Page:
Nanomedicine, Volume I: Basic Capabilities
© 1999 Robert A. Freitas Jr. All Rights Reserved.
Robert A. Freitas Jr., Nanomedicine, Volume I: Basic Capabilities, Landes Bioscience, Georgetown, TX, 1999
10.2.3.3 Organic and Bioelectronic Computers
Many organic materials may be useful in electronic computing. Electrical conduction in synthetic organic molecules is well known1761,1906-1909,3125-3128 and already exploited in liquid-crystal displays of laptop computers.1925 Doped polyacetylene is a conducting plastic with a carbon backbone; undoped, it is an insulator. There are many other known families of conducting polymers such as polyaniline, which includes nitrogen atoms in the backbone, and polythiophene, which includes sulfur.1833 Three-dimensional interconnect arrays of organic conducting polymers have been fabricated;1839 conductivity is higher along a chain than between chains, so sheets of oriented chains can produce relative conductivity anisotropies as high as 100-1000.1927 An all-plastic transistor has been built.1935 Organic transistors have been used as the active semiconducting element in thin-film transistors fabricated with organic-material thicknesses ranging from 5-150 nm,1842 and organic microscale transistors and other organic devices may exploit bulk-effect electron transport just like silicon-based semiconductor devices.1923 Conjugated polymer poly(1,6-heptadiester) was employed to make an optical correlator with a peak processing rate of 3 x 1016 operations/sec.1841 Spin-transition polymers could serve as thermal sensors or memory devices with the theoretical ability to store one bit in a ~4 nm cube (~2 x 107 bits/micron3 storage density) with ~GHz addressing speeds at room temperature.1840 Other organic polymers possibly useful in logic circuits have been investigated.2899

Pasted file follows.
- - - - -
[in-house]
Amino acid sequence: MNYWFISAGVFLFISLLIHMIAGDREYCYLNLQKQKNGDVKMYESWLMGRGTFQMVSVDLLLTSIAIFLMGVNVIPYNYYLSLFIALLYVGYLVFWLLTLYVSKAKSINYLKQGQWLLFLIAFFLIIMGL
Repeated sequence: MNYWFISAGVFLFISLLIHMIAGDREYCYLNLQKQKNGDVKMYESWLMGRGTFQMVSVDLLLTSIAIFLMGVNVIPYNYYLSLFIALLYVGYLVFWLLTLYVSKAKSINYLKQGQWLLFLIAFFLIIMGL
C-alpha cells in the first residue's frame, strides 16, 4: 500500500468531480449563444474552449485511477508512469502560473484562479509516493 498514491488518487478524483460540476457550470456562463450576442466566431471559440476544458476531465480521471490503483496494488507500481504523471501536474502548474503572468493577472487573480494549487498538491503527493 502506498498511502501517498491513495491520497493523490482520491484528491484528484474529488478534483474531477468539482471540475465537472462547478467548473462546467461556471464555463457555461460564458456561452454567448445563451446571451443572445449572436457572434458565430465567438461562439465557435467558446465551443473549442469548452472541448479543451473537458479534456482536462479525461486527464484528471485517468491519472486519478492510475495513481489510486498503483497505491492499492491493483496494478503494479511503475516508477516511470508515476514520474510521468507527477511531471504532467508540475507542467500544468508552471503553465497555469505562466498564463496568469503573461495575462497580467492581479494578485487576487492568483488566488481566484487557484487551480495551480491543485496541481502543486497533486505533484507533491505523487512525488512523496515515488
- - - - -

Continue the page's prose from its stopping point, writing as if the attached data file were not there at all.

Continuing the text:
Natural biological materials may also be useful in electronic computing,1777,1925,3129 particularly because of the ability of biological materials to self-assemble. Biomolecular electronics is a subfield of molecular electronics that investigates the use of native as well as modified biological molecules (chromophores, proteins, etc.) in place of the organic molecules synthesized in the laboratory.1777 In theory, a three-dimensional DNA or protein scaffolding could be self-assembled, with bacteriorhodopsin, ferritin and magnetite, or related bioelectromagnetic molecules inserted into precise locations within the structure to produce a crystal lattice bioelectronic or biooptoelectronic nanocomputer. DNA already has been used as an atomic scaffold upon which to build silver wires ~100 nm in diameter1961 and has been decorated with fullerenes.3024 Self-assembly can generate membrane-based1931,1932 and biotubule-based1926 devices, and site-directed mutagenesis is a valuable tool for high-resolution protein device engineering.1933 Nucleotide sequence-specific electron transfer between metallic electron donor and acceptor complexes covalently or noncovalently intercalated into strands of B-DNA has been demonstrated.1934
Perhaps the best-known bioelectronic (and biochemical) computer is the neuron cell and its congeries -- the ganglia, nerve trunks, and brains. In 1997, David Stenger (NRL) and James Hickman (SAIC) were attempting to culture and link together neuronal cells to build a bioelectronic cell-based sensor "computer" for performing complex pattern-recognition tasks.1966,1967 In early 1999, W.L. Ditto at Georgia Tech announced the creation of a biological computer comprised entirely of leech neurons, that was capable of perfoming simple sums.3245 We can certainly imagine large numbers of cultured neurons arranged in artificial three-dimensional spatial patterns to produce a synthetic bioneural computer, but such a computer would operate at only ~KHz frequencies and would be very energy inefficient since each neuron consumes ~1010 kT per discharge (Section 188.8.131.52) -- thus offering few advantages.
Last updated on 24 February 2003